The following are questions frequently asked by our clients. If your question is not listed, please contact us for further information or clarification.
For smaller studies LBR uses its own employees, including director level, who have been trained as monitors to meet the monitoring needs. For larger studies LBR hires contract monitors as LBR employees for the duration of the project to augment the LBR staff. This assures that all the monitors are committed to the study full time and enables LBR to deliver consistent monitoring across all sites. In addition, senior LBR staff co-monitor as a further step towards study wide consistency and quality.
LBR was founded with the philosophy that the experienced employees should be performing tasks and providing services to the customer and not merely managing other employees. LBR was also founded on the belief that a smaller number of experienced staff could deliver a higher quality product than a large number of lesser experienced staff. This commitment to hands on work by the most experienced staff has allowed LBR to significantly reduce the overhead associated with staff that only manages the work of others. LBR has also kept other overhead positions to a minimum. As a non-public company LBR does not have the pressure to meet stockholder and analyst expectation for profits beyond that required to provide reasonable financial compensation to its employees. The results of these financial efficiencies are reflected in LBR's rates.
The answer is simple. LBR hires only experienced people and then we give them the luxury of spending most of the day working on projects without the distraction of endless meetings and the background noise of corporate politics.
LBR does not provide data management or statistical services as these areas are not ones in which we have the required expertise. LBR has interfaced with data management and statistical providers on many projects. LBR has experience in selecting and managing data management and statistics vendors and in working with these vendors when they are selected and managed by the Sponsor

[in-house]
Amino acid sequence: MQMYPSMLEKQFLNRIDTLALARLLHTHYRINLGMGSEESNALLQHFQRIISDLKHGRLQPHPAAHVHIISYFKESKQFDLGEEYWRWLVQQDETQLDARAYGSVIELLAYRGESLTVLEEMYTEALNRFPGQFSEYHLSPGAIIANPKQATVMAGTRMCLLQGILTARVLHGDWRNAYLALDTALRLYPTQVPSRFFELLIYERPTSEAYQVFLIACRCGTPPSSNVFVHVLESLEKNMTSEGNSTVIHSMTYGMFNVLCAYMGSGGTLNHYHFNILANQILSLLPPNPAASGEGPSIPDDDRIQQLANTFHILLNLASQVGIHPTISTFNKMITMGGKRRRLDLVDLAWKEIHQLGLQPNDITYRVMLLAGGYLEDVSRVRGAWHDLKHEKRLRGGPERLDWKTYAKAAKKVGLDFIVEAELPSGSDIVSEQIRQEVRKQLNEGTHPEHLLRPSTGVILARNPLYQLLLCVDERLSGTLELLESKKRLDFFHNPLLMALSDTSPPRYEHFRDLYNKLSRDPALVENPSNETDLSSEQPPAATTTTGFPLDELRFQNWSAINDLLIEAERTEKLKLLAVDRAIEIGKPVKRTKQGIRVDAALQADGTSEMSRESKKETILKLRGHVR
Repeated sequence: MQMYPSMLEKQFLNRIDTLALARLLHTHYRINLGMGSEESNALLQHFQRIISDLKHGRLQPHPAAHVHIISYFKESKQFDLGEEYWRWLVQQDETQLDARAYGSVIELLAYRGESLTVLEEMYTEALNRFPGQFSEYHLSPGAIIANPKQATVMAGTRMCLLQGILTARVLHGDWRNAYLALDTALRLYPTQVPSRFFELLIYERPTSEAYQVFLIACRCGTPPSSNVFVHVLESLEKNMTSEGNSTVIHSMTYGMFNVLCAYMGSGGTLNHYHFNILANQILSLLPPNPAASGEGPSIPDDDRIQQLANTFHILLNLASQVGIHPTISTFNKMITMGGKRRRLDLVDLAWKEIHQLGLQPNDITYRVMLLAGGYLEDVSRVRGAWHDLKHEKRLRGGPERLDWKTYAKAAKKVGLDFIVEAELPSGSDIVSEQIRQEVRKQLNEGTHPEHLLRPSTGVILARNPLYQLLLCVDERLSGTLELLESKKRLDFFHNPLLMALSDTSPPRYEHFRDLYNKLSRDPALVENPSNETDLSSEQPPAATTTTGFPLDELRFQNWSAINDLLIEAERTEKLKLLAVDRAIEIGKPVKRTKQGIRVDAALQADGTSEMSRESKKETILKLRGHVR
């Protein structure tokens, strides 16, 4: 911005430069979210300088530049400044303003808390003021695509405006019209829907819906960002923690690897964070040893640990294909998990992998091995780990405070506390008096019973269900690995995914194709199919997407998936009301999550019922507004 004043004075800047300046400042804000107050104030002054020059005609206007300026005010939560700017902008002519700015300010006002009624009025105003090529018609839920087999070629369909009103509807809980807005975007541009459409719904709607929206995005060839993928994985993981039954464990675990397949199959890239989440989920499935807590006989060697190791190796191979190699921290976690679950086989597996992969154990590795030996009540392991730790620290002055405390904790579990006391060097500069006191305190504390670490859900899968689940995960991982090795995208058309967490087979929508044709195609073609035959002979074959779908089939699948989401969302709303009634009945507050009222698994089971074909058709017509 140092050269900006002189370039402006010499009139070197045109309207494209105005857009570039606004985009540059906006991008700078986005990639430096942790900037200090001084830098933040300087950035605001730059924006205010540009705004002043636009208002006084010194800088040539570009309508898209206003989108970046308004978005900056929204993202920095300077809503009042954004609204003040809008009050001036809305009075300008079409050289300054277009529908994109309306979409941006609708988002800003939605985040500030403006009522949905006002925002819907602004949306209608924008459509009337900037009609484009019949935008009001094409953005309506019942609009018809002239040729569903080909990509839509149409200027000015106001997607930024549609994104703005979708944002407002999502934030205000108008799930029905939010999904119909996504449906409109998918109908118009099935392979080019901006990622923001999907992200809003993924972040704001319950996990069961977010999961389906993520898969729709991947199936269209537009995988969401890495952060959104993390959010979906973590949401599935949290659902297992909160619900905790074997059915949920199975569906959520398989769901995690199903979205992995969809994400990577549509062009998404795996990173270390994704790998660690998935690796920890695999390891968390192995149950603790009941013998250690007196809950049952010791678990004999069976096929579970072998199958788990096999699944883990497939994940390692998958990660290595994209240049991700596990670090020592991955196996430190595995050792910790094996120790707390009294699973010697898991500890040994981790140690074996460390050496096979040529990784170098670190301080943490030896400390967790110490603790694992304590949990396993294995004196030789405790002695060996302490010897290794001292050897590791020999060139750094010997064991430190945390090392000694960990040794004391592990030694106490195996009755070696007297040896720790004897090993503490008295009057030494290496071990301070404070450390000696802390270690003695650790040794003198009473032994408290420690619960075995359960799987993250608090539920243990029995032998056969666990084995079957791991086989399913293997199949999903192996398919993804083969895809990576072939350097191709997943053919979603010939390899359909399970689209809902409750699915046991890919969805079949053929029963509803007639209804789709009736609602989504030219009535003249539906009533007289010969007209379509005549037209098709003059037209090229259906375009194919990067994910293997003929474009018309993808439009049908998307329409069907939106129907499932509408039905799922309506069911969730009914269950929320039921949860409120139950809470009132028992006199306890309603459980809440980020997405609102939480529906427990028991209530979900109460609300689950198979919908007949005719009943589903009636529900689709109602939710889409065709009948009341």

Yes, LBR has experience in selecting and managing other vendors, including IVRS providers, Clinical Laboratory providers, ECG central readers, PK laboratories, BMD central readers, Central IRBs and others.
LBR has remained small in order to assure hands on involvement in projects by the most experienced employees. As part of this business strategy LBR will not take on a project if there are not sufficient experienced staff to execute the project.
LBR has a network of individuals and other small companies that deliver quality work with whom LBR contracts on a project by project basis. These include individuals with expertise in PK, Toxicology, GMP issues and others.
Due to a lack of marketing creativity we simply chose to use Lois's initials for the company name.
We have been able to be successful in therapeutic areas we have not had experience in because in both strategic regulatory consulting and project management our skills are based on knowledge of FDA expectations and requirements which transcend across therapeutic areas. Our focus is on meeting FDA/EMEA expectations for execution of studies to achieve high quality data. We also have experience in most of the FDA Reviewing Divisions which helps us to be able to work with our customers in therapeutic areas we may not have direct experience. Having contacts in the FDA provides us an avenue to obtain input quickly. For project management, we focus on the execution of the protocol to meet sponsor expectations and to meet FDA requirements. LBR has worked in many areas that personnel do not have direct therapeutic experience and have successfully seen the project to completion with high quality data and no issues following Agency review.
LBR has the expertise and experience to conduct these types of visits. LBR has conducted these types of visits in the US, Canada, South America, Eastern and Western Europe. LBR's approach to these types of visits is to 1) train the sites in what to expect from the FDA Investigator; 2) how to address questions from the FDA; and 3) completely review the documentation at the site and alert the site staff to issues that might require the PI to address during a Regulatory Audit. The sites that we have gotten ready for FDA Investigations have been comfortable with the audit and are prepared.